Riley v. Holcomb

Annotate this Case

187 Kan. 711 (1961)

359 P.2d 849

RICHARD RILEY and DESSIE RILEY, Appellants, v. GAYLE JOE HOLCOMB, Appellee.

No. 42,076

Supreme Court of Kansas.

Opinion filed March 4, 1961.

D.O. Concannon, of Hugoton, argued the cause and was on the briefs for the appellants.

*712 Evart Mills, of McPherson, argued the cause, and Bernard E. Nordling, of Hugoton, was with him on the briefs for the appellee.

The opinion of the court was delivered by

FATZER, J.:

This was an action by the parents of a nine-year-old boy to recover damages for his wrongful death. The district court sustained the defendant's demurrer to the plaintiffs' evidence in support of allegations based on the last clear chance doctrine, and on the theory of the defendant's gross and wanton negligence. The issue of the defendant's negligence was submitted to the jury which returned its verdict in his favor. The plaintiffs here frankly concede that, based on the evidence and instructions as submitted to the jury, it was justified in finding for the defendant.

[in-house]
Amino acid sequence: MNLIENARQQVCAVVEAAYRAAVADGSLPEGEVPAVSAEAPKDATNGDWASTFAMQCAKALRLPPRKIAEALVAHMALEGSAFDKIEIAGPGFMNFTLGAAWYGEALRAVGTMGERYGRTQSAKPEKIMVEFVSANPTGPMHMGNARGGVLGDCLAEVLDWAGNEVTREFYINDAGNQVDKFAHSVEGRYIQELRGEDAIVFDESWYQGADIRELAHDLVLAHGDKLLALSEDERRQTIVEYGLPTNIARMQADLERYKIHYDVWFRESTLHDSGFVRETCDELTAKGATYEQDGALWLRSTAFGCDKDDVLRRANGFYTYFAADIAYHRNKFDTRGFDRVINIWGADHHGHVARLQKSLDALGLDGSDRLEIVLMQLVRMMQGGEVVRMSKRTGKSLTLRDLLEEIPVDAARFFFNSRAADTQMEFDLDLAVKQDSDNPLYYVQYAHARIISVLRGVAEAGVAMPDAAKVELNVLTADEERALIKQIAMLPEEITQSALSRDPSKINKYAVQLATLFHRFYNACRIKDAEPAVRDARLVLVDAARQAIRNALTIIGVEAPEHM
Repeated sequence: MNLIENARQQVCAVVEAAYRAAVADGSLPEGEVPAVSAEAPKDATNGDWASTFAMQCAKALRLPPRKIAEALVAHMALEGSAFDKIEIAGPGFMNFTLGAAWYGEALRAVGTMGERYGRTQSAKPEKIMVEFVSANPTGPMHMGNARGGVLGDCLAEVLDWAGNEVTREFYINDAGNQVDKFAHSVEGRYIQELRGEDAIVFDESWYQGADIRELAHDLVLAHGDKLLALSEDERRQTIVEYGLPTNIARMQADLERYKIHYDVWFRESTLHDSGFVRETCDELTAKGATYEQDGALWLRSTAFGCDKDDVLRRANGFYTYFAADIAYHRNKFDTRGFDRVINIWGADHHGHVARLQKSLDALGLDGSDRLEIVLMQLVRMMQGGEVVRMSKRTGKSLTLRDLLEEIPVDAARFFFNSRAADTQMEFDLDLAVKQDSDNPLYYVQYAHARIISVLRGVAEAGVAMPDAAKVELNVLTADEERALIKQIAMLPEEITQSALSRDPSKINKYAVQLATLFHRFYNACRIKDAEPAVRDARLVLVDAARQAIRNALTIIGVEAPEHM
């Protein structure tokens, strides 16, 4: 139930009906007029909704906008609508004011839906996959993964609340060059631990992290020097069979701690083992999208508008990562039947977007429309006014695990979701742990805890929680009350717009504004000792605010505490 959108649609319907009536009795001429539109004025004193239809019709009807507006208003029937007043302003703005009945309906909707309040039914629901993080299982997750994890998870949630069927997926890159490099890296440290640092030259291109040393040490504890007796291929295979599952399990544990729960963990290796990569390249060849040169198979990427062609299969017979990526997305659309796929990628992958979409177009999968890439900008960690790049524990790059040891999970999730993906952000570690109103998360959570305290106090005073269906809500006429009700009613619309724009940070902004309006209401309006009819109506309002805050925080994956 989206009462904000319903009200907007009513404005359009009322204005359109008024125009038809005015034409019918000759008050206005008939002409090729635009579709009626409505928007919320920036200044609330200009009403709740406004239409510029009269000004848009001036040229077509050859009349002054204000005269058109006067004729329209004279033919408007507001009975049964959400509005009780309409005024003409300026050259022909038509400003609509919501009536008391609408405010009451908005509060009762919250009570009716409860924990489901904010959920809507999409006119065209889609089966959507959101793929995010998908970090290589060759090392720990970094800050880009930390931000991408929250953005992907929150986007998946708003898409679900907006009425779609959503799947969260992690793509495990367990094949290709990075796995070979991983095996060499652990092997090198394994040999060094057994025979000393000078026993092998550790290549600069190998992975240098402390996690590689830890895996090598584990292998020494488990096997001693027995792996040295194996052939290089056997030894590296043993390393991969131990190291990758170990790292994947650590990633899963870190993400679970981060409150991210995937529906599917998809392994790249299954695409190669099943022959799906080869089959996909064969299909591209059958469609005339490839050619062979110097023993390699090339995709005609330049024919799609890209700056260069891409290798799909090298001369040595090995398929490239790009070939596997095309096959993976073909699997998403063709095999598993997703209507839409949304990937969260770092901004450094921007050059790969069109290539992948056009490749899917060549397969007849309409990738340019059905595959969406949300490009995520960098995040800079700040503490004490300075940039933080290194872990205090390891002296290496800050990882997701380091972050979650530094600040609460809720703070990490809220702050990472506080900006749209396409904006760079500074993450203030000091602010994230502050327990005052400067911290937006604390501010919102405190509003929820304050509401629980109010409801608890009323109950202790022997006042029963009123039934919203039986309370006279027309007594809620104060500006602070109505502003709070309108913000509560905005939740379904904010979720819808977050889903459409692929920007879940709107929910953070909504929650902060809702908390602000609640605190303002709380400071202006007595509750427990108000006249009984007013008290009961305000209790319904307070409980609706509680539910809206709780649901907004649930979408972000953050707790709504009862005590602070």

The specifications of error are based entirely upon alleged erroneous rulings by the district court upon objections to plaintiffs' evidence, and to instructions requested by plaintiffs and refused by the court.

Only two persons saw the accident the defendant driver, and the deceased boy. Hence, the plaintiffs were placed in the unenviable position of being unable to call an eyewitness to the accident, other than the defendant. During his direct examination as their witness, they were refused the right to refer to a written signed statement he made to their counsel in his attorney's office prior to the trial about how the accident occurred and what he did to avoid it. That, is specified as error.